On 10/13/12 22:13, Jim Klimov wrote:
2012-10-13 0:41, Ian Collins пишет:
On 10/13/12 02:12, Edward Ned Harvey
(opensolarisisdeadlongliveopensolaris) wrote:
There are at least a couple of solid reasons *in favor* of partitioning.

#1  It seems common, at least to me, that I'll build a server with
let's say, 12 disk slots, and we'll be using 2T disks or something
like that.  The OS itself only takes like 30G which means if I don't
partition, I'm wasting 1.99T on each of the first two disks.  As a
result, when installing the OS, I always partition rpool down to ~80G
or 100G, and I will always add the second partitions of the first
disks to the main data pool.
How do you provision a spare in that situation?
Technically - you can layout the spare disks similarly and attach
the partitions or slices as spares for pools.

I probably didn't didn't make my self clear, so I'll try again!

Assuming the intention is to get the most storage from your drives. If you add the remainder of the space on the drives you have partitioned for the root pool to the main pool giving a mix of device sizes in the pool, how do you provision a spare?

That's why I have never done this. I use whole drives everywhere and as you mention further down, use the spare space in the root pool for scratch filesystems.

However, in servers I've seen there were predominantly different
layout designs:

1) Dedicated root disks/mirrors - small enough for rpool/swap
tasks, nowadays perhaps SSDs or CF cards - especially if care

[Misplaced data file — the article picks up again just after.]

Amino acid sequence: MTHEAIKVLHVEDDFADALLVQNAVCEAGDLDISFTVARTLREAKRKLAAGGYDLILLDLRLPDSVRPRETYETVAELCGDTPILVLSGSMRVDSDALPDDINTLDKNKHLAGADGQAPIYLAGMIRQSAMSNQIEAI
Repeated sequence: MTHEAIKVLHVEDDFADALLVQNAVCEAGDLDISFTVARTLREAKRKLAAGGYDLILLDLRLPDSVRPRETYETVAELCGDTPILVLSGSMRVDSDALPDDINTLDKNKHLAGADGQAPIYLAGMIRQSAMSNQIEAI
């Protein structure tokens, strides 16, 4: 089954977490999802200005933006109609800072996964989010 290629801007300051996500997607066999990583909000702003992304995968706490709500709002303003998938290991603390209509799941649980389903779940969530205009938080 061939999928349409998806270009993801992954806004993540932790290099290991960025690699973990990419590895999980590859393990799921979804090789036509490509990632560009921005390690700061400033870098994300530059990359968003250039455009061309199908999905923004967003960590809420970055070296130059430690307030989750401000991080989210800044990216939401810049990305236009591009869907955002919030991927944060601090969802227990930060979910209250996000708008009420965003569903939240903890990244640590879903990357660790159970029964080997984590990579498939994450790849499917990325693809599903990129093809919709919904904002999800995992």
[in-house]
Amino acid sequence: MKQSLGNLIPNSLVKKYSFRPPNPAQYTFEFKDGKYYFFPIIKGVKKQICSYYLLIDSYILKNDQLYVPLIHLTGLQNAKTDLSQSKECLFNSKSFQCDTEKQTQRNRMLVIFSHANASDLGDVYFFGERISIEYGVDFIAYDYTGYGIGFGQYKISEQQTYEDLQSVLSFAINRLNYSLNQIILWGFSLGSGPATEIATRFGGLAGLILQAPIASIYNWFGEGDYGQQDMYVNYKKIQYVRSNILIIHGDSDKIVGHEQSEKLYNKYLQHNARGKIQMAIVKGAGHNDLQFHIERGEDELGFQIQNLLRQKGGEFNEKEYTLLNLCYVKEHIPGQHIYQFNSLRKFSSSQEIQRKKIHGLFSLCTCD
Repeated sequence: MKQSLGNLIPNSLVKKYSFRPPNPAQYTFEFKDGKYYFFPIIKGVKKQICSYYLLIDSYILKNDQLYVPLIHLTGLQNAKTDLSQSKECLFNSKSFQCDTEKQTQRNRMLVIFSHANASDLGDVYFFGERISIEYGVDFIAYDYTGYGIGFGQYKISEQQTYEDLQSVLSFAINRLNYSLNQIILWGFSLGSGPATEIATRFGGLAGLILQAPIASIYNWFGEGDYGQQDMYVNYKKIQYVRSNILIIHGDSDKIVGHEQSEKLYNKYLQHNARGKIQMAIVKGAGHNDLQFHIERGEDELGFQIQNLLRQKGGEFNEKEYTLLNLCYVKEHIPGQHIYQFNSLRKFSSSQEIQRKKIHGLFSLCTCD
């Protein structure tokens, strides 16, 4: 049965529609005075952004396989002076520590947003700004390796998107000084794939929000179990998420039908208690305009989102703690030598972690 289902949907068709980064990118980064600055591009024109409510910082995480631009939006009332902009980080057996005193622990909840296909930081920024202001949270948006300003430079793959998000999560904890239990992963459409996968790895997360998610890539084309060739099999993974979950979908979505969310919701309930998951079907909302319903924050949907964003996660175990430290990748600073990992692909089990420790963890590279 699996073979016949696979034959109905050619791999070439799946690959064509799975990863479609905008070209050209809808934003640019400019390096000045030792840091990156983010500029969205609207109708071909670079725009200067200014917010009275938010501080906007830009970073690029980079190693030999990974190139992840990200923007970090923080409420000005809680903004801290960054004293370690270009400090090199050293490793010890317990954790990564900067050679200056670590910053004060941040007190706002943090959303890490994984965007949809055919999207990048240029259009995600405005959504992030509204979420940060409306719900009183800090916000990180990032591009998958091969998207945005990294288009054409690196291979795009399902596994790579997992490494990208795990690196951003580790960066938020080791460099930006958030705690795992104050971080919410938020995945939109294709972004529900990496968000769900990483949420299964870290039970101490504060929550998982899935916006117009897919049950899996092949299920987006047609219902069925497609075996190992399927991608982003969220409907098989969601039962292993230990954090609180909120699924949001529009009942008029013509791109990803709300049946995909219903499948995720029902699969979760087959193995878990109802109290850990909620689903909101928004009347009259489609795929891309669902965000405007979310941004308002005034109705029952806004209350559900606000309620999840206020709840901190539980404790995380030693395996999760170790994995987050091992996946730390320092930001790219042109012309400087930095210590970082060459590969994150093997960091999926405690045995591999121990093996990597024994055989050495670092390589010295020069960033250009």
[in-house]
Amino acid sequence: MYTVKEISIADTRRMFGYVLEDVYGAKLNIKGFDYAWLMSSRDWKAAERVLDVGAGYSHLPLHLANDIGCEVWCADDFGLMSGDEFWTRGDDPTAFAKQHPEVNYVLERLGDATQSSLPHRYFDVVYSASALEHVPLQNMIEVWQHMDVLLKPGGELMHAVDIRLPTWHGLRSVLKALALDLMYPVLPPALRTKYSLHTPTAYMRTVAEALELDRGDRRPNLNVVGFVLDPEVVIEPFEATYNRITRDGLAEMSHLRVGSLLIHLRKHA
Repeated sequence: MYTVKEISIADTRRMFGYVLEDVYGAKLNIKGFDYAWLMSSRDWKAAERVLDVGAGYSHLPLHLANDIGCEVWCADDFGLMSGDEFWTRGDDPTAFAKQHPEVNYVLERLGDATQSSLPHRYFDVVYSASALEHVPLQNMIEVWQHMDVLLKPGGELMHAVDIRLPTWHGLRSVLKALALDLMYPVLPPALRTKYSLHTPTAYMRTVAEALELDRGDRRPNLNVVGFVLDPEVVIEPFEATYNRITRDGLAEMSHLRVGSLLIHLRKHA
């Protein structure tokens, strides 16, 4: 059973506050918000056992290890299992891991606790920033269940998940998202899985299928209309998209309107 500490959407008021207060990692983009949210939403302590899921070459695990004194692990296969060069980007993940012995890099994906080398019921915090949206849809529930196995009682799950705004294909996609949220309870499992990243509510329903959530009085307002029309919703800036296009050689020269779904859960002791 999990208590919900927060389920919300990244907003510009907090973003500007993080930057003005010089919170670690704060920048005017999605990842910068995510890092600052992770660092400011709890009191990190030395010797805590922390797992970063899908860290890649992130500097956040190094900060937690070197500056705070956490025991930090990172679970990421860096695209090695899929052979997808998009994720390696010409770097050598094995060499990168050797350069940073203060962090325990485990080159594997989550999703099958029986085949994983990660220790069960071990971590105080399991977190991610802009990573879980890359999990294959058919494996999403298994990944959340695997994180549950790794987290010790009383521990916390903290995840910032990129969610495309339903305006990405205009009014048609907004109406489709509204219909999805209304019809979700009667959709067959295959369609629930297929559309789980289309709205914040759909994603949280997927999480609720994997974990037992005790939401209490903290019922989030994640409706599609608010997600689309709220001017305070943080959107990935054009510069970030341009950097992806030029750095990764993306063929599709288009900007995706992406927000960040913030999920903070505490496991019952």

was taken to use the rpool device mostly for reads and place
all writes like swap and logs onto other pools;

2) For smaller machines with 2 or 4 disks, a partition (slice)
is made for rpool sized about 10-20Gb, and the rest is for
data pool vdevs. In case of 4-disk machines, the rpool can be
a two-way mirror and the other couple of disks can host swap
and/or dump in an SVM or ZFS mirror for example. The data pool
components are identically sized and form a mirror, raid10 or
a raidz1; rarely a raidz2 - that is assumed to have better
resilience to loss of ANY two disks than a raid10 resilient
to loss of CORRECT two disks (from different mirrors).

3) For todays computers with all disks being big, I'd also
make a smallish rpool, a large data pool on separate disks,
and use the extra space on the disks with rpool for something
else - be it swap in SVM-mirrored partition, a scratch pool
for incoming data or tests, etc.

Most of the system I have built up this year are 2U boxes with 8 to 12 (2TB) drives. I expect these are very common at the moment. I use your third option but I tend to just create a big rpool mirror and add a scratch filesystem rather than partitioning the drives.


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